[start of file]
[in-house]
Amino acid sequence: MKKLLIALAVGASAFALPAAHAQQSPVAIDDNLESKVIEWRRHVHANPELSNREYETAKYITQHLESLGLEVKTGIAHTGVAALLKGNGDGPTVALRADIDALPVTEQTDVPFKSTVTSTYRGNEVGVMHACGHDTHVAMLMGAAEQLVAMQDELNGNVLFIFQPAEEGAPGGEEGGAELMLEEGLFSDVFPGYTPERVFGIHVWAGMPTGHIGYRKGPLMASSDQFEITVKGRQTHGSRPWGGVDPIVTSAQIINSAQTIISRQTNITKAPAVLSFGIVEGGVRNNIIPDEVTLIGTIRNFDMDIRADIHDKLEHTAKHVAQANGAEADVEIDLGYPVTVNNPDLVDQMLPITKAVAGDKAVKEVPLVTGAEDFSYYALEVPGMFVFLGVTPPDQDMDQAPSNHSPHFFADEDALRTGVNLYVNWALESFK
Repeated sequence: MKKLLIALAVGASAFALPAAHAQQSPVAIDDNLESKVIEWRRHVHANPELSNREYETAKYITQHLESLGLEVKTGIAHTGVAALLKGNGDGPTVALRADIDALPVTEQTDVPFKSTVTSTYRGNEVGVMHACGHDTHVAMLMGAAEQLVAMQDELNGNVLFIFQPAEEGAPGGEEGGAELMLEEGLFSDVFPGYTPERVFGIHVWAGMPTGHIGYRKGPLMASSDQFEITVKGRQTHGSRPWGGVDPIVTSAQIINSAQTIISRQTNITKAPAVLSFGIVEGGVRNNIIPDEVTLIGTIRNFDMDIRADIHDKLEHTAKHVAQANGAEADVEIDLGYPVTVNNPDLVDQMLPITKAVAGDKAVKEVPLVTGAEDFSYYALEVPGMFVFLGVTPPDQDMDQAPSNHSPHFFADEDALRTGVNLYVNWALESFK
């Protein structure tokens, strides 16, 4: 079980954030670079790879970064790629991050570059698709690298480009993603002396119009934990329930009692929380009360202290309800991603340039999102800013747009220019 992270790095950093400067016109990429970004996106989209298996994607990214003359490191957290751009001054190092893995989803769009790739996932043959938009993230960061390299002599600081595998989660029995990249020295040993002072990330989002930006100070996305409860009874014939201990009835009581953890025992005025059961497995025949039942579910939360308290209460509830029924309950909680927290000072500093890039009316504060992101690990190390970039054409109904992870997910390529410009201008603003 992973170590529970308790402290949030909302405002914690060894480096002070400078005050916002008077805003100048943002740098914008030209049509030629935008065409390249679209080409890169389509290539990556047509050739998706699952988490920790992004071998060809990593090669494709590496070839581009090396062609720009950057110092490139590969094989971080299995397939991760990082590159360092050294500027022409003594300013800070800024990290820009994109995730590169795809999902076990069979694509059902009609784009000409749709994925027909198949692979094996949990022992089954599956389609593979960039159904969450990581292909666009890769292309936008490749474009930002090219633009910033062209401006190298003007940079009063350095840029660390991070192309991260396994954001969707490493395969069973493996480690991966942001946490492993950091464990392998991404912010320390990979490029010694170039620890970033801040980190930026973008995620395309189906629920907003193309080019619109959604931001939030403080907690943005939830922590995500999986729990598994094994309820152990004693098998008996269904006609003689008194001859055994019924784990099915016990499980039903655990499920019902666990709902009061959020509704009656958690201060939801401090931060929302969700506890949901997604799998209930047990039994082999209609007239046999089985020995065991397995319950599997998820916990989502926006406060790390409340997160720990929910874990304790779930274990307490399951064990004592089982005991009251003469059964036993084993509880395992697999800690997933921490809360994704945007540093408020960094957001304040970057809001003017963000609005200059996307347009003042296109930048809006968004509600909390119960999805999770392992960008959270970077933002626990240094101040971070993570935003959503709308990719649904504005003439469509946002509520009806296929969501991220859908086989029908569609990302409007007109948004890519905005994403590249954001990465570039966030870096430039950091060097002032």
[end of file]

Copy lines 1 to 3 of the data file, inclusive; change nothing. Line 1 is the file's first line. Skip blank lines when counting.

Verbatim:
[in-house]
Amino acid sequence: MKKLLIALAVGASAFALPAAHAQQSPVAIDDNLESKVIEWRRHVHANPELSNREYETAKYITQHLESLGLEVKTGIAHTGVAALLKGNGDGPTVALRADIDALPVTEQTDVPFKSTVTSTYRGNEVGVMHACGHDTHVAMLMGAAEQLVAMQDELNGNVLFIFQPAEEGAPGGEEGGAELMLEEGLFSDVFPGYTPERVFGIHVWAGMPTGHIGYRKGPLMASSDQFEITVKGRQTHGSRPWGGVDPIVTSAQIINSAQTIISRQTNITKAPAVLSFGIVEGGVRNNIIPDEVTLIGTIRNFDMDIRADIHDKLEHTAKHVAQANGAEADVEIDLGYPVTVNNPDLVDQMLPITKAVAGDKAVKEVPLVTGAEDFSYYALEVPGMFVFLGVTPPDQDMDQAPSNHSPHFFADEDALRTGVNLYVNWALESFK
Repeated sequence: MKKLLIALAVGASAFALPAAHAQQSPVAIDDNLESKVIEWRRHVHANPELSNREYETAKYITQHLESLGLEVKTGIAHTGVAALLKGNGDGPTVALRADIDALPVTEQTDVPFKSTVTSTYRGNEVGVMHACGHDTHVAMLMGAAEQLVAMQDELNGNVLFIFQPAEEGAPGGEEGGAELMLEEGLFSDVFPGYTPERVFGIHVWAGMPTGHIGYRKGPLMASSDQFEITVKGRQTHGSRPWGGVDPIVTSAQIINSAQTIISRQTNITKAPAVLSFGIVEGGVRNNIIPDEVTLIGTIRNFDMDIRADIHDKLEHTAKHVAQANGAEADVEIDLGYPVTVNNPDLVDQMLPITKAVAGDKAVKEVPLVTGAEDFSYYALEVPGMFVFLGVTPPDQDMDQAPSNHSPHFFADEDALRTGVNLYVNWALESFK